|By MacDonald Dzirutwe and Sureka Asbury1/3 |By MacDonald Dzirutwe and Sureka Asbury
|By MacDonald Dzirutwe and Sureka Asbury2/3 |By MacDonald Dzirutwe and Sureka Asbury
|By MacDonald Dzirutwe and Sureka Asbury3/3 |By MacDonald Dzirutwe and Sureka Asbury
By MacDonald Dzirutwe and Sureka Asbury
HARARE (Reuters) - Nobody wanted the Zimbabwe dollar, so the southern African country dumped it for the U.S. dollar in 2009 to stave off economic collapse and sky-rocketing hyperinflation.
Now nobody wants the "bond coins" it put in circulation last month to replace the lollipops, chewing gum and pens that have been used in lieu of change for transactions in shops.
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Adopting the U.S. dollar as your own currency, as Ecuador has also done, not only raises questions about money supply, monetary policy and national sovereignty.
Zimbabwe's "coin conundrum" also highlights the day-to-day difficulties that people encounter when their economy takes such a path.
The paper greenback is readily acceptable, but getting U.S. coins en masse to put into circulation is a different matter.
So Reserve Bank of Zimbabwe governor John Mangudya introduced the new "bond coins" last month. They are named after a $50 million bond that was floated to mint and import them from neighboring South Africa.
The new coins have the same denominations and value as U.S. cents but can only be used in Zimbabwe.
Trouble is, not many people want to use them because they think they will not be able to persuade others to accept them. Some also fear the coins could be a first step towards the return of the dreaded Zimbabwe dollar.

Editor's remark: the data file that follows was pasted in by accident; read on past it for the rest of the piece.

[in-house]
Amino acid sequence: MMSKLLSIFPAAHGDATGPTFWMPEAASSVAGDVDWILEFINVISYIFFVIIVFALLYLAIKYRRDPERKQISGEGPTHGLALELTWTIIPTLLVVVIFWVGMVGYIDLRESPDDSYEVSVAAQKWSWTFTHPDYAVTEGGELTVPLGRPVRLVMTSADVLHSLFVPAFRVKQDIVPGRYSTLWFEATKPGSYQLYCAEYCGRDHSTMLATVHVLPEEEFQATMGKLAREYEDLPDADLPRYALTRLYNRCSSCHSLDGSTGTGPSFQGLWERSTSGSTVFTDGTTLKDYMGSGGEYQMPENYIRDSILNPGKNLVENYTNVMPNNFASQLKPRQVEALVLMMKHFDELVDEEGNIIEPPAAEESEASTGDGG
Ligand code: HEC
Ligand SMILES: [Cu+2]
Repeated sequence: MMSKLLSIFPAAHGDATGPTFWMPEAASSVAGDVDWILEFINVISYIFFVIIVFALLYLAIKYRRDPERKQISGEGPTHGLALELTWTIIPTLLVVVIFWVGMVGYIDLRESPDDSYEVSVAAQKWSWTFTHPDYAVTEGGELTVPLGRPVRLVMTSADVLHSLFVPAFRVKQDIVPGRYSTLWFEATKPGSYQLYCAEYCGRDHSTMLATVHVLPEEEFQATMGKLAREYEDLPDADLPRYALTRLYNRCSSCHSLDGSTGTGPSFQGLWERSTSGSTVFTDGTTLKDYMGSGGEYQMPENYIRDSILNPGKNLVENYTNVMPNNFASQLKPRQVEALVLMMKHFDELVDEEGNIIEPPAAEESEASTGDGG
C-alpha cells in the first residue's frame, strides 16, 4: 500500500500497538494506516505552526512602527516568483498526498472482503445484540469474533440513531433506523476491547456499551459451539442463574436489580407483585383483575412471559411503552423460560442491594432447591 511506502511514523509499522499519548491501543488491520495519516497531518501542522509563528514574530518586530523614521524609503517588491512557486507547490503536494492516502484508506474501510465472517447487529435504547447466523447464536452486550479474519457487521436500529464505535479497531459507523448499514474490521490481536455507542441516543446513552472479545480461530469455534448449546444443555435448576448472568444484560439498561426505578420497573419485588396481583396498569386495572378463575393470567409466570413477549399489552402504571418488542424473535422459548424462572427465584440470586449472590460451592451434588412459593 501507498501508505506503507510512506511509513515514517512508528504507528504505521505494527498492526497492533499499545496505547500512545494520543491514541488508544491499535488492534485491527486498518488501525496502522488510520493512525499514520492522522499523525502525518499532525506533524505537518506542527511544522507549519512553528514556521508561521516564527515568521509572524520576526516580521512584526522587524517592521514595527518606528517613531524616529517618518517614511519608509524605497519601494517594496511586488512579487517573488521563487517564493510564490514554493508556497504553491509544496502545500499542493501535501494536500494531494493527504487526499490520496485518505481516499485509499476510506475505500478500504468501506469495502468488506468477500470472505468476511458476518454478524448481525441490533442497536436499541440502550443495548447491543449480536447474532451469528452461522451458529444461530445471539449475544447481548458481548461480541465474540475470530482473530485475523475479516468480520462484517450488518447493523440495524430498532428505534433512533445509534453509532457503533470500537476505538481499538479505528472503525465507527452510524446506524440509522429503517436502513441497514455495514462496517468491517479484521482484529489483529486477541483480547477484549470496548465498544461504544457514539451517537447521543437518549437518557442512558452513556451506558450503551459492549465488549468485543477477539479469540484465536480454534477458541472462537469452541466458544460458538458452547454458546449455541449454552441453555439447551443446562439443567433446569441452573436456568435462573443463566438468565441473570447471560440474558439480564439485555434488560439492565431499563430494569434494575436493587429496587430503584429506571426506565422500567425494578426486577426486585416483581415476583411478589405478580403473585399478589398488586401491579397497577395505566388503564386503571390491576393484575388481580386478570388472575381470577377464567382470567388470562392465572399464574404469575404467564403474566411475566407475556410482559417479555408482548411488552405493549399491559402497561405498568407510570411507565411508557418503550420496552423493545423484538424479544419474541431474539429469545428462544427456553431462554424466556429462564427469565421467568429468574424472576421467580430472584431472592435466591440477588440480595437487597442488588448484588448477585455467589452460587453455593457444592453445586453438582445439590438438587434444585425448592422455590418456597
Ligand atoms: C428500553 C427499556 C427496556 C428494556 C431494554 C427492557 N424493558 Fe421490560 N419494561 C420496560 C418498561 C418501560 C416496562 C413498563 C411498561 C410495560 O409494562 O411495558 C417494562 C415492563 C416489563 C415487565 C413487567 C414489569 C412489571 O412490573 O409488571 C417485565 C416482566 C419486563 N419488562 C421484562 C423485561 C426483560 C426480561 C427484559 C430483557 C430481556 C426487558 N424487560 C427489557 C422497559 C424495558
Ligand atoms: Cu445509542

The beggars' universal cry is "spare any change", but in Zimbabwe they can be choosers on the issue.
At a traffic light in the capital Harare, a Reuters correspondent gave an insistent beggar a handful of bond coins, which provoked a burst of laughter and a "no thanks" before he scrambled to the next car.
Shouting matches erupt on the streets when the touts who ride with taxi drivers and dispense change to passengers try to pass off the bond coins to them.
"We have people who just refuse the coins because they say they will not be able to use them. They prefer the rand coins (of South Africa)," said Lyn Kahari, a shop assistant at a grocer in a Harare suburb.
Reserve Bank Governor Mangudya told the state-owned Herald newspaper last week that only $2.5 million worth of coins were in circulation out of the $10 million that had been imported. He said the low uptake of the coins was a result of commercial banks not making larger orders from the central bank.
The scepticism is rooted in the memories Zimbabweans have of hyperinflation, which reached 500 billion percent with prices changing more than twice a day before the government of President Robert Mugabe abandoned a currency that had been rendered worthless.
(Editing by Ed Stoddard and Giles Elgood)